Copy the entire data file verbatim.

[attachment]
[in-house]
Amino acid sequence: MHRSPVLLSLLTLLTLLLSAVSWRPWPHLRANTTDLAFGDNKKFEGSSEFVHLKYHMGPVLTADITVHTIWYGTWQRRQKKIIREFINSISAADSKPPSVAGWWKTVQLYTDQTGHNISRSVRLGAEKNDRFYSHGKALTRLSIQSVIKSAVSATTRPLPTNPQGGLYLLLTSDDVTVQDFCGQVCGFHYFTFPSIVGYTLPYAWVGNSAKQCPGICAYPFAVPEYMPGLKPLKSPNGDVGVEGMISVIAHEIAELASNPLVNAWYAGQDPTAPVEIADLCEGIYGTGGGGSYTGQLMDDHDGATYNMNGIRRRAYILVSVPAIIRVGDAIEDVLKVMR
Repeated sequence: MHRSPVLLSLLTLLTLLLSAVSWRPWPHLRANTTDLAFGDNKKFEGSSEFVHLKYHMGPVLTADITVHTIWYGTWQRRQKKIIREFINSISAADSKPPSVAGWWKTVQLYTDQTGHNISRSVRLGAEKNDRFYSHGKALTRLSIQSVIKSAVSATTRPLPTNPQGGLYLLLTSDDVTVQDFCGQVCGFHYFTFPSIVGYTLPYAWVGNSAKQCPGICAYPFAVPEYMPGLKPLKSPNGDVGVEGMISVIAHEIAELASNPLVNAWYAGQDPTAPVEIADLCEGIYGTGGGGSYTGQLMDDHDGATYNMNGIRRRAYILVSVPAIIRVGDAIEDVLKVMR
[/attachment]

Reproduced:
[in-house]
Amino acid sequence: MHRSPVLLSLLTLLTLLLSAVSWRPWPHLRANTTDLAFGDNKKFEGSSEFVHLKYHMGPVLTADITVHTIWYGTWQRRQKKIIREFINSISAADSKPPSVAGWWKTVQLYTDQTGHNISRSVRLGAEKNDRFYSHGKALTRLSIQSVIKSAVSATTRPLPTNPQGGLYLLLTSDDVTVQDFCGQVCGFHYFTFPSIVGYTLPYAWVGNSAKQCPGICAYPFAVPEYMPGLKPLKSPNGDVGVEGMISVIAHEIAELASNPLVNAWYAGQDPTAPVEIADLCEGIYGTGGGGSYTGQLMDDHDGATYNMNGIRRRAYILVSVPAIIRVGDAIEDVLKVMR
Repeated sequence: MHRSPVLLSLLTLLTLLLSAVSWRPWPHLRANTTDLAFGDNKKFEGSSEFVHLKYHMGPVLTADITVHTIWYGTWQRRQKKIIREFINSISAADSKPPSVAGWWKTVQLYTDQTGHNISRSVRLGAEKNDRFYSHGKALTRLSIQSVIKSAVSATTRPLPTNPQGGLYLLLTSDDVTVQDFCGQVCGFHYFTFPSIVGYTLPYAWVGNSAKQCPGICAYPFAVPEYMPGLKPLKSPNGDVGVEGMISVIAHEIAELASNPLVNAWYAGQDPTAPVEIADLCEGIYGTGGGGSYTGQLMDDHDGATYNMNGIRRRAYILVSVPAIIRVGDAIEDVLKVMR